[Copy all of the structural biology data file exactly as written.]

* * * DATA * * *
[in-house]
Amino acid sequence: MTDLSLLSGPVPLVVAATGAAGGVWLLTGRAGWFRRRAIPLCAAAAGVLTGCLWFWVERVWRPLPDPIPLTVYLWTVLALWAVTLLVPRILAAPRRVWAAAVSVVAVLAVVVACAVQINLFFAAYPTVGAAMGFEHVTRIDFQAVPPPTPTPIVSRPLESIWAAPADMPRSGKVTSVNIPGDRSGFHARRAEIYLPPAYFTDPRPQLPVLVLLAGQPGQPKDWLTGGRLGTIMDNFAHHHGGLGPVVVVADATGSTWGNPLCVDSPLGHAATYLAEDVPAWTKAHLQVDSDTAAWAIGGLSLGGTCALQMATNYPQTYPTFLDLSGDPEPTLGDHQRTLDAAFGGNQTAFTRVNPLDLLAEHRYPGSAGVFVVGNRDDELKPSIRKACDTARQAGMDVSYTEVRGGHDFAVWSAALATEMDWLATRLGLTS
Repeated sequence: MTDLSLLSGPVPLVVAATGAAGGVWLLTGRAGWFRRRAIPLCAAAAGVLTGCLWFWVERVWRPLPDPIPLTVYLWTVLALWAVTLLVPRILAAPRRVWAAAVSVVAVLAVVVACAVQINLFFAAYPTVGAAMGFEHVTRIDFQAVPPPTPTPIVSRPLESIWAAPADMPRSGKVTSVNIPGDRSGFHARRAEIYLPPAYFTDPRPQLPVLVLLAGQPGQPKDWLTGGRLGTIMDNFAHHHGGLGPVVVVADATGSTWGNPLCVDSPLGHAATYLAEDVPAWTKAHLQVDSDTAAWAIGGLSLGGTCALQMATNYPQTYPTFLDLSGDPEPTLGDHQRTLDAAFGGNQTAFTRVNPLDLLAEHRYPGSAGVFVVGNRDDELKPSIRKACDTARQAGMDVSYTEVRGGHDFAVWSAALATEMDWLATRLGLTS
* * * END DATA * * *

[in-house]
Amino acid sequence: MTDLSLLSGPVPLVVAATGAAGGVWLLTGRAGWFRRRAIPLCAAAAGVLTGCLWFWVERVWRPLPDPIPLTVYLWTVLALWAVTLLVPRILAAPRRVWAAAVSVVAVLAVVVACAVQINLFFAAYPTVGAAMGFEHVTRIDFQAVPPPTPTPIVSRPLESIWAAPADMPRSGKVTSVNIPGDRSGFHARRAEIYLPPAYFTDPRPQLPVLVLLAGQPGQPKDWLTGGRLGTIMDNFAHHHGGLGPVVVVADATGSTWGNPLCVDSPLGHAATYLAEDVPAWTKAHLQVDSDTAAWAIGGLSLGGTCALQMATNYPQTYPTFLDLSGDPEPTLGDHQRTLDAAFGGNQTAFTRVNPLDLLAEHRYPGSAGVFVVGNRDDELKPSIRKACDTARQAGMDVSYTEVRGGHDFAVWSAALATEMDWLATRLGLTS
Repeated sequence: MTDLSLLSGPVPLVVAATGAAGGVWLLTGRAGWFRRRAIPLCAAAAGVLTGCLWFWVERVWRPLPDPIPLTVYLWTVLALWAVTLLVPRILAAPRRVWAAAVSVVAVLAVVVACAVQINLFFAAYPTVGAAMGFEHVTRIDFQAVPPPTPTPIVSRPLESIWAAPADMPRSGKVTSVNIPGDRSGFHARRAEIYLPPAYFTDPRPQLPVLVLLAGQPGQPKDWLTGGRLGTIMDNFAHHHGGLGPVVVVADATGSTWGNPLCVDSPLGHAATYLAEDVPAWTKAHLQVDSDTAAWAIGGLSLGGTCALQMATNYPQTYPTFLDLSGDPEPTLGDHQRTLDAAFGGNQTAFTRVNPLDLLAEHRYPGSAGVFVVGNRDDELKPSIRKACDTARQAGMDVSYTEVRGGHDFAVWSAALATEMDWLATRLGLTS